Our main test procedure is a series of benchmarks, timed tests of real-world applications. System power consumption (AC) is measured with a Seasonic Power Angel during these tests (an average of the first 10~15 seconds) as well as at idle, during playback of a 1080p H.264 encoded clip, and during full CPU load. To stress the CPU we use either either Prime95 (large FFTs setting) or CPUBurn depending on which
produces higher system power consumption. The AC system power is then later converted to DC.

Certain services and features like Superfetch and System Restore are disabled
to prevent them from affecting our results. Aero glass is left enabled if supported.
We also make note if energy saving features like Cool’n’Quiet and SpeedStep
do not function properly.

Estimating DC Power

The following power efficiency figures were obtained for the
Seasonic SS-400ET used in our test system:

Seasonic SS-400ET Test Results
DC Output (W)
AC Input (W)

This data is enough to give us a very good estimate of DC demand in our
test system. We extrapolate the DC power output from the measured AC power
input based on this data. We won’t go through the math; it’s easy enough
to figure out for yourself if you really want to.

Operating Voltages

Before we jump into our test results, please note the operating voltages
of the processors tested today as sort of a disclaimer. Different samples of
the same processor often run at slightly different operating voltages which
can affect energy efficiency. Different motherboard models do not apply the exact same core voltage either. Higher voltages don’t necessarily equate to higher power consumption, but in many cases there is a correlation.


System Power

Our first test is low load system power consumption, at idle and during video playback. While some users work their systems hard, other machines are often left idling or used for mundane tasks like watching video or surfing the web for hours on end.

At idle and during video playback using discrete graphics, the i3-2100T, undervolted i5-2400, and i5-2400S were a tad more frugal than i3-2100 and i5-2400, but the difference was just one watt.

On a theoretical full load, the i3-2100T and i5-2400S used 12W and 14W less respectively than its similarly-named counterparts. However, the undervolted i5-2400 did quite well, consuming only 4W more than the i5-2400S and with a much higher clock speed too.


For our thermal test, each CPU was paired with the Scythe Kabuto with its stock
fan spinning at ~800 rpm. AMD temperatures were taken using the motherboard’s
sensor via SpeedFan and Intel temperatures were taking with RealTemp.

*Note: direct temperature comparisons between Intel and AMD processors should not be made.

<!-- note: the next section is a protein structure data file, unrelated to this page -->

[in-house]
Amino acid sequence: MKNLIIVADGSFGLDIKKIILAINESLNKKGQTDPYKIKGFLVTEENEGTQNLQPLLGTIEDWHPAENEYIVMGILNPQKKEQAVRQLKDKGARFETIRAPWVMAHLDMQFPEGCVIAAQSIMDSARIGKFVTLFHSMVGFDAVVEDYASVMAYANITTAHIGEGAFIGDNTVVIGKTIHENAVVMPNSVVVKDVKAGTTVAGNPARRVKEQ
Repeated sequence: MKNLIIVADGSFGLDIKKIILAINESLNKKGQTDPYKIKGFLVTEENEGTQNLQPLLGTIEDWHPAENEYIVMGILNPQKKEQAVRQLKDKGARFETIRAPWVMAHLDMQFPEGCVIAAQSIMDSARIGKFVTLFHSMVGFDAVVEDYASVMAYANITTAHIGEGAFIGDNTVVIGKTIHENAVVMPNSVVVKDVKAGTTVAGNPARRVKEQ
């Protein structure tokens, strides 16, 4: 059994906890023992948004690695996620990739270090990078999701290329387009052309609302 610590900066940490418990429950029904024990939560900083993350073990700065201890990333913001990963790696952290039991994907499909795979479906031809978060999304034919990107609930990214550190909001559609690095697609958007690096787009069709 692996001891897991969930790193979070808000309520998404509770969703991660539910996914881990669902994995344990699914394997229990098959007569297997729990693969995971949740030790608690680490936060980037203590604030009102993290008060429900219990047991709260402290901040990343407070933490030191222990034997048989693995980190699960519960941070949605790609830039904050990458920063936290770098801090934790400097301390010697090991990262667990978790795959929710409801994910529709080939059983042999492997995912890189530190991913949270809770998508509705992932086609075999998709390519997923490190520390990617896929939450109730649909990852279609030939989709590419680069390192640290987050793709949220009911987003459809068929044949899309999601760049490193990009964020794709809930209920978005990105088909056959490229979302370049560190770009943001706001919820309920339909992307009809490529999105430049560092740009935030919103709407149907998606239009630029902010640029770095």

On load, the i5-2400 was 5°C warmer than the i5-2400S, while the difference was only 2°C when undervolted. The i3-2100 and i3-2100T ran the coolest at just 19°C above ambient.

General Performance

In Photoshop, high Turbo Boost speeds allowed the i5-2400S’ to finish the test just 4 seconds later than the i5-2400. The i3-2100T finished 22 seconds behind the i3-2100, about 20% slower. Despite its low clock speed, the i3-2100T still had a very impressive showing against AMD’s offerings.

The Core i3’s don’t fare nearly as well in the NOD32 test, so the i3-2100T’s low clock speed really hurts it by comparison. It finished 18% slower than the i3-2100, finishing dead last, but used 6W less. The i5-2400S trailed the i5-2400 by just 12 seconds.

In WinRAR, the i3-2100T closed the gap with i3-2100, completing the task 12% slower. The i5-2400S continued to impress, being edged out by the i5-2400 by only 5 seconds. The undervolted i5-2400 of course performed the same, but as a bonus, had a 4W power advantage, even beating the i5-2400S by 3W.

Encoding Performance

More of the same for the i5-2400S in iTunes AAC encoding, following close behind the i5-2400 in performance. The i3-2100T on the other hand continued to struggle, completing the encode 19% slower than the i3-2100.

Our TMPGEnc test is the only one where the i3-2100T impressed us, finishing only 7% behind the i3-2100, and using 13W less in the process. In a bit of a role reversal, the i5-2400S faltered, completing the task 20% slower than the i5-2400 as the clock speed for the i5-2400S is only 2.6 GHz when all cores are in operation. It did use 9W less, so it seems the heavier the load, the more greater the energy savings.

The i3-2100T stumbled once again in HandBrake, this time finishing 23% slower than the i3-2100, albeit with a 10W power consumption advantage. Similarly the i5-2400S took 21% longer but used 14W less than the i5-2400. The undervolted i5-2400 cut the power difference in half.